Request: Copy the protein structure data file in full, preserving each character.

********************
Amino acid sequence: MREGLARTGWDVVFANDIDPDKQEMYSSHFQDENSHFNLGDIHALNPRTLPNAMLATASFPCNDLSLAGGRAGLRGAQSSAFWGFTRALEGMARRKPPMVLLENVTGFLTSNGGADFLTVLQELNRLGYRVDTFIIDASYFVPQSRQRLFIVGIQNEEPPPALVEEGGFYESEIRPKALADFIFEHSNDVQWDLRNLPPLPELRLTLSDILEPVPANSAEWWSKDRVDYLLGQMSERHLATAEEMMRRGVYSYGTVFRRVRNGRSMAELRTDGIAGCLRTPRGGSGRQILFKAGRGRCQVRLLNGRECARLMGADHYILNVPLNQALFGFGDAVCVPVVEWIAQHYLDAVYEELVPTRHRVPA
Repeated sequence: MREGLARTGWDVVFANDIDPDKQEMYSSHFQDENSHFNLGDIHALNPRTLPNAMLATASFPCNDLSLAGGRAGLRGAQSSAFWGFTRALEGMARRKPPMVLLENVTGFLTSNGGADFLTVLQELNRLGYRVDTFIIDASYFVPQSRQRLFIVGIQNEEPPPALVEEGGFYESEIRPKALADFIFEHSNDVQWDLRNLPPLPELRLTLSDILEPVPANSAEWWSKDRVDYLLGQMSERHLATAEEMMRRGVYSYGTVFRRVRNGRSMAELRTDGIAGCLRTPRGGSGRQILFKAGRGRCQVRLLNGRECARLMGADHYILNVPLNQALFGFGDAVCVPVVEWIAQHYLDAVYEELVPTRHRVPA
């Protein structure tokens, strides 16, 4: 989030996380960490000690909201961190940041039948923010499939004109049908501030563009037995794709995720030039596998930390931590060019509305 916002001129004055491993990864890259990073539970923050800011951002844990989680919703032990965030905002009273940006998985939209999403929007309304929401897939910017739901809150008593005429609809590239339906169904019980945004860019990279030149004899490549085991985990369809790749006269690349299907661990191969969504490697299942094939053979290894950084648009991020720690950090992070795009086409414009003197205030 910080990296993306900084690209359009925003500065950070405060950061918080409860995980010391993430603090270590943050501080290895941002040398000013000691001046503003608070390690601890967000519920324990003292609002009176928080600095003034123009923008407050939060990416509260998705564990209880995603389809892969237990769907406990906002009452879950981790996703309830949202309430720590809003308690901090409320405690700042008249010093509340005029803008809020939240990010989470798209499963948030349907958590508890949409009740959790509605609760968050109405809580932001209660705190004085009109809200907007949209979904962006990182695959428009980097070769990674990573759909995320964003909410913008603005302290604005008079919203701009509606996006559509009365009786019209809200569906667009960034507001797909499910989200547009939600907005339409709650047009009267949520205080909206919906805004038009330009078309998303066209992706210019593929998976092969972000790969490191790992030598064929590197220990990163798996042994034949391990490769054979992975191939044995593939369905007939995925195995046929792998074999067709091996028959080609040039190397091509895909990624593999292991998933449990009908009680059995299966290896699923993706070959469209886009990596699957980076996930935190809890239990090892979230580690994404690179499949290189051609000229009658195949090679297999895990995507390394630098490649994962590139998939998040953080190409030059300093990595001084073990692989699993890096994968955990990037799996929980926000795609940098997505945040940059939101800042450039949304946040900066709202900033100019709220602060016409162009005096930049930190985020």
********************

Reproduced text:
Amino acid sequence: MREGLARTGWDVVFANDIDPDKQEMYSSHFQDENSHFNLGDIHALNPRTLPNAMLATASFPCNDLSLAGGRAGLRGAQSSAFWGFTRALEGMARRKPPMVLLENVTGFLTSNGGADFLTVLQELNRLGYRVDTFIIDASYFVPQSRQRLFIVGIQNEEPPPALVEEGGFYESEIRPKALADFIFEHSNDVQWDLRNLPPLPELRLTLSDILEPVPANSAEWWSKDRVDYLLGQMSERHLATAEEMMRRGVYSYGTVFRRVRNGRSMAELRTDGIAGCLRTPRGGSGRQILFKAGRGRCQVRLLNGRECARLMGADHYILNVPLNQALFGFGDAVCVPVVEWIAQHYLDAVYEELVPTRHRVPA
Repeated sequence: MREGLARTGWDVVFANDIDPDKQEMYSSHFQDENSHFNLGDIHALNPRTLPNAMLATASFPCNDLSLAGGRAGLRGAQSSAFWGFTRALEGMARRKPPMVLLENVTGFLTSNGGADFLTVLQELNRLGYRVDTFIIDASYFVPQSRQRLFIVGIQNEEPPPALVEEGGFYESEIRPKALADFIFEHSNDVQWDLRNLPPLPELRLTLSDILEPVPANSAEWWSKDRVDYLLGQMSERHLATAEEMMRRGVYSYGTVFRRVRNGRSMAELRTDGIAGCLRTPRGGSGRQILFKAGRGRCQVRLLNGRECARLMGADHYILNVPLNQALFGFGDAVCVPVVEWIAQHYLDAVYEELVPTRHRVPA
């Protein structure tokens, strides 16, 4: 989030996380960490000690909201961190940041039948923010499939004109049908501030563009037995794709995720030039596998930390931590060019509305 916002001129004055491993990864890259990073539970923050800011951002844990989680919703032990965030905002009273940006998985939209999403929007309304929401897939910017739901809150008593005429609809590239339906169904019980945004860019990279030149004899490549085991985990369809790749006269690349299907661990191969969504490697299942094939053979290894950084648009991020720690950090992070795009086409414009003197205030 910080990296993306900084690209359009925003500065950070405060950061918080409860995980010391993430603090270590943050501080290895941002040398000013000691001046503003608070390690601890967000519920324990003292609002009176928080600095003034123009923008407050939060990416509260998705564990209880995603389809892969237990769907406990906002009452879950981790996703309830949202309430720590809003308690901090409320405690700042008249010093509340005029803008809020939240990010989470798209499963948030349907958590508890949409009740959790509605609760968050109405809580932001209660705190004085009109809200907007949209979904962006990182695959428009980097070769990674990573759909995320964003909410913008603005302290604005008079919203701009509606996006559509009365009786019209809200569906667009960034507001797909499910989200547009939600907005339409709650047009009267949520205080909206919906805004038009330009078309998303066209992706210019593929998976092969972000790969490191790992030598064929590197220990990163798996042994034949391990490769054979992975191939044995593939369905007939995925195995046929792998074999067709091996028959080609040039190397091509895909990624593999292991998933449990009908009680059995299966290896699923993706070959469209886009990596699957980076996930935190809890239990090892979230580690994404690179499949290189051609000229009658195949090679297999895990995507390394630098490649994962590139998939998040953080190409030059300093990595001084073990692989699993890096994968955990990037799996929980926000795609940098997505945040940059939101800042450039949304946040900066709202900033100019709220602060016409162009005096930049930190985020």